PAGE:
Marianne Dashwood is a major character in Sense and Sensibility. By the end of the novel, she is married to Colonel Brandon. She is the middle daughter of the late Henry Dashwood and his second wife. She has one older sister, Elinor Dashwood Ferrars; one younger sister, Margaret Dashwood; and one older half-brother, John Dashwood. She is sister-in-law to Fanny Dashwood and Edward Ferrars. She is an aunt of Harry Dashwood's.
Marianne resided nearly all her life at Norland Park, the estate her father inherited from an elderly gentleman. The park became her dearest home.
When her father died, the estate was left in such a way that would destroy half of the bequest. Therefore, it had to be left to John Dashwood, the Dashwood girls' elder half-brother who was raised apart from them and who was greedy. The Dashwood women were reduced to guests in their old home after Fanny Dashwood descended onto Norland with Harry in tow, without a note to Mrs. Dashwood telling them of her arrival. Marianne immediately disliked Fanny.
They stayed there for months until a letter arrived from Sir John Middleton of Barton Park, a relative of Mrs. Dashwood's. He offered the use of Barton Cottage, one of his smaller properties. Mrs. Dashwood immediately accepted, unable to stomach living with her stepson and his wife any longer.
When Marianne is helped by the dashing John Willoughby , she falls deeply and sincerely in love with him, abhorring all society's demands, and ignoring her sister’s rational warnings that her impulsive behavior leaves her open to gossip and innuendo. His painful spurning of her, and the shocking discovery of his dissipated character, finally causes her to recognize her misjudgment of him. She acts exactly as she feels, thus making herself and everyone around her miserable when Willoughby leaves her, as opposed to her sister, who keeps the secret of Edward’s prior engagement to another in quiet, thoughtful composure.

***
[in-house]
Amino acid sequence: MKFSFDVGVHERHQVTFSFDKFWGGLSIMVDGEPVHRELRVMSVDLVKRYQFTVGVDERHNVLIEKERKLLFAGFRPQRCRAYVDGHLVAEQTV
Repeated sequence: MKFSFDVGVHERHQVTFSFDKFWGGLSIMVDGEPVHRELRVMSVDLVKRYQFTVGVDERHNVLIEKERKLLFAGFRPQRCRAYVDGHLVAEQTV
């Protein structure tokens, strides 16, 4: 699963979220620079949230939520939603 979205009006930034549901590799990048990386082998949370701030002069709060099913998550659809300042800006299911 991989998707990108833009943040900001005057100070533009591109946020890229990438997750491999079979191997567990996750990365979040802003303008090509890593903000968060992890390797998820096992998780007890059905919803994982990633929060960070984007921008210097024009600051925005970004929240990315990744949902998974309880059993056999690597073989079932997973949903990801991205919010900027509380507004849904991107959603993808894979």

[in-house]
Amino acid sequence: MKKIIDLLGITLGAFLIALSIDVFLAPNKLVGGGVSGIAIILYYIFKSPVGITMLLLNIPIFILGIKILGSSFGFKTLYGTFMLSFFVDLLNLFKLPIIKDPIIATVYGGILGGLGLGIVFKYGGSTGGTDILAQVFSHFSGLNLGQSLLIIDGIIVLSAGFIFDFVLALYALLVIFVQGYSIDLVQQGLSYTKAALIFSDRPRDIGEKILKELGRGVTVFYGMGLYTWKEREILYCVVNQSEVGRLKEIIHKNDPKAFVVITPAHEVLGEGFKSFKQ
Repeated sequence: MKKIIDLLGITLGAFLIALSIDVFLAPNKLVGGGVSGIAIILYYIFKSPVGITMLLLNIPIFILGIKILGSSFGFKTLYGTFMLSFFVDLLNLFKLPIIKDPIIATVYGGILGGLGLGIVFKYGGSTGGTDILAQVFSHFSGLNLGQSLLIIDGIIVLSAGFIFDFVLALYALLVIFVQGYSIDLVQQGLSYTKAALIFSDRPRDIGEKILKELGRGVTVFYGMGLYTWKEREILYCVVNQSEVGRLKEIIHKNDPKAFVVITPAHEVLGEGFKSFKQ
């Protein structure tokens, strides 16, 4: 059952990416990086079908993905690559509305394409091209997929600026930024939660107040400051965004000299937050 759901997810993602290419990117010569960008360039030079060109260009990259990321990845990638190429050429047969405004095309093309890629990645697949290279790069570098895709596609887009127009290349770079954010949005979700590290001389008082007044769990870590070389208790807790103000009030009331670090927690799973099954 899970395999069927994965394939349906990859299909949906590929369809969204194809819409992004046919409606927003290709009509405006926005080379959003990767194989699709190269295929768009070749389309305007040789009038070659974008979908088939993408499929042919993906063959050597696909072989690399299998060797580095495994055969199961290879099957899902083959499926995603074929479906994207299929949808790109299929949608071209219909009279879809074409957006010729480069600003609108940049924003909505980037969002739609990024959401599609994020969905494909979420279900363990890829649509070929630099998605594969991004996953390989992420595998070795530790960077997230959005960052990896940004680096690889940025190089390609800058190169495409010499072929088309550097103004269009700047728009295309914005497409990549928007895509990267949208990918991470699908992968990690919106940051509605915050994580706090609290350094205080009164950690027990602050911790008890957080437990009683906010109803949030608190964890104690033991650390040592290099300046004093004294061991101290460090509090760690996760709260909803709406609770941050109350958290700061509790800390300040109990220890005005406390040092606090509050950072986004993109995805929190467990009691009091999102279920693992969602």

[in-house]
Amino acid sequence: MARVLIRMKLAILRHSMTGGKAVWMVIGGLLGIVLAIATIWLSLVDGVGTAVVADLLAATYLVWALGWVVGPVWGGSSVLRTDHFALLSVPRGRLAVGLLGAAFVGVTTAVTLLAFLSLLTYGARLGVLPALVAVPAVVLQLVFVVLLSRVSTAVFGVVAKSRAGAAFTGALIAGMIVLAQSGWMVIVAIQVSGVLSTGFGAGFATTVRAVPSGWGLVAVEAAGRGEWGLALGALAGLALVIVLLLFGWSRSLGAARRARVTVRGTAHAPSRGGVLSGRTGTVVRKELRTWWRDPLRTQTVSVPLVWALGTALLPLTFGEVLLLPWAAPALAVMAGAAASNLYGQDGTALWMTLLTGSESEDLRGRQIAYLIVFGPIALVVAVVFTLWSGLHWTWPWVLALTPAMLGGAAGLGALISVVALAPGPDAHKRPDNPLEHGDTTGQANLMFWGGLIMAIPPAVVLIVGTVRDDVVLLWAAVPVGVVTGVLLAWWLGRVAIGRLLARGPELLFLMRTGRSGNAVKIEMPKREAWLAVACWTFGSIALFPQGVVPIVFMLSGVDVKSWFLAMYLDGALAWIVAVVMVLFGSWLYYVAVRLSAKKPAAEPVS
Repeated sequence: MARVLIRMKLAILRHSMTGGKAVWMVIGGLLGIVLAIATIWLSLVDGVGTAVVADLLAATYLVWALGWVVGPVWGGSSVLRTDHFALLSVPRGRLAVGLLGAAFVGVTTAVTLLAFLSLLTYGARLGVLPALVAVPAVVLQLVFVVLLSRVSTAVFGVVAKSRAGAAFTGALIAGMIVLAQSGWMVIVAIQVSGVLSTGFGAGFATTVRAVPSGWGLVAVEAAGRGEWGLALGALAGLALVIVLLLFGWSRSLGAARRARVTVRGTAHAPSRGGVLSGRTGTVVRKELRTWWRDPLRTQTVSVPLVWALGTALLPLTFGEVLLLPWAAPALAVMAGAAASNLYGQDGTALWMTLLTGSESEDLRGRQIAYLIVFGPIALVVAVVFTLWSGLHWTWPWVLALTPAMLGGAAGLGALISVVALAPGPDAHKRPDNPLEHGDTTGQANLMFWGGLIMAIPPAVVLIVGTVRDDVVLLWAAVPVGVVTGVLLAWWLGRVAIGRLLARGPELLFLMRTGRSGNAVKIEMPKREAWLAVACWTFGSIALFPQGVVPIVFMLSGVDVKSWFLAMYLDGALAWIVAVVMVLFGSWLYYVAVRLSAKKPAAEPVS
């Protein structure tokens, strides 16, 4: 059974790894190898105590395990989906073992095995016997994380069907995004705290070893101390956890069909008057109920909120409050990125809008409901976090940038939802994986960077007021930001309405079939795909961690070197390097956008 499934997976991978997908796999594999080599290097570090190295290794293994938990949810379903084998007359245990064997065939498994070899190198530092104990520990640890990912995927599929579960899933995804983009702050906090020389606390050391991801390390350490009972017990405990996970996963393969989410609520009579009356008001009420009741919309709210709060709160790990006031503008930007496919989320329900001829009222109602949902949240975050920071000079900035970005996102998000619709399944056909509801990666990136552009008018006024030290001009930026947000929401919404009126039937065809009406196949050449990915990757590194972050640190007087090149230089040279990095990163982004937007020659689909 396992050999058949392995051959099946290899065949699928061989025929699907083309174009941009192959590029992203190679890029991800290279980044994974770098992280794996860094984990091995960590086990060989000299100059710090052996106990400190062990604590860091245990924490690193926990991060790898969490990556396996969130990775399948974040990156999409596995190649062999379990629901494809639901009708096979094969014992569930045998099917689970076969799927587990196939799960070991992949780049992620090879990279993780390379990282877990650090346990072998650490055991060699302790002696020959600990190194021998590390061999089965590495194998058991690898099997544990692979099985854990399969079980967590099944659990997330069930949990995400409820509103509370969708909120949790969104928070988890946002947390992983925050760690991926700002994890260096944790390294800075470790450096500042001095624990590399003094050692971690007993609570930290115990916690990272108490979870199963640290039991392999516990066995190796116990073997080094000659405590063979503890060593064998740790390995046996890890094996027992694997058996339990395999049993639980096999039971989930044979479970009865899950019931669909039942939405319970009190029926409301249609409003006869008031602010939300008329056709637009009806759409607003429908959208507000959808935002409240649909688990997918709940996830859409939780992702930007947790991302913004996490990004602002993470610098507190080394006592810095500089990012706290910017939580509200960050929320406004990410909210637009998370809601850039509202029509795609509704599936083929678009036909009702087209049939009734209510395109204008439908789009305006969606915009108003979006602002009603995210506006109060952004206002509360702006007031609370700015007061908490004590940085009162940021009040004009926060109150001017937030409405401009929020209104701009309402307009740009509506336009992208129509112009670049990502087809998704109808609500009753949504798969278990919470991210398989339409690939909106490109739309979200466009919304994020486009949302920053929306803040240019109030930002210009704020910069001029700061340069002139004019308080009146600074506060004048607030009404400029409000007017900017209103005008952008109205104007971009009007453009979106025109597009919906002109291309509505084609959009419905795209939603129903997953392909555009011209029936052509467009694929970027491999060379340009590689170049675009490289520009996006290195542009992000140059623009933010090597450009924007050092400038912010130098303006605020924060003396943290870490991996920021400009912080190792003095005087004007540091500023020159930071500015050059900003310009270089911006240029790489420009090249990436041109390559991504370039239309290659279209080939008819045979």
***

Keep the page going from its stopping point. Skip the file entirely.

Marianne treats her acquaintances in general with inattention and sometimes, contempt, recoiling from vulgarity, even when it is accompanied by good nature (like Mrs. Jennings), treating her selfish half-brother and his snobbish wife with disgust, totally ignoring the grave Colonel Brandon because of his age and a former love, and making no attempt at civility to insipid Lady Middleton. The people she does love, however, she loves with warmth that leaps over all barriers—even barriers of propriety. Her sorrows, her joys, her antipathy and her love will have no moderation—no concealing.
Marianne’s form is “not so correct as her sister’s,” but “more striking,” and her features are all good, her face is “lovely”: her skin is very brown, but from its transparency, “her complexion was uncommonly brilliant,” and in her eyes there is “a life, a spirit, an eagerness which could hardly be seen without delight.”
Still grieving over having lost Willoughby, she ignores her health she falls dangerously ill with a putrid fever, and nearly dies as a result. But she does recover, and comes to see the error of her ways, hoping now to instead model her character on her elder sister. She eventually falls in love with Colonel Brandon and marries him.
Personality and traitsEdit
Marianne Dashwood embraces spontaneity, excessive sensibility, love of nature, and romantic idealism: Marianne weeps dramatically when their family must depart from “dear, dear Norland,” and later in the book, exclaims, “Oh! with what transporting sensations have I formerly seen them fall! How have I delighted, as I walked, to see them driven in showers about me by the wind! What feelings have they, the season, the air altogether inspired! Now there is no one to regard them. They are seen only as a nuisance, swept hastily off, and driven as much as possible from the sight.” At which the cooler Elinor replies quietly, “It is not everyone who has your passion for dead leaves.” And later when she hears Sir John Middleton’s account of Willoughby, her eyes sparkle, and she says, “That is what I like; that is what a young man ought to be. Whatever be his pursuits, his eagerness in them should know no moderation, and leave him no sense of fatigue.”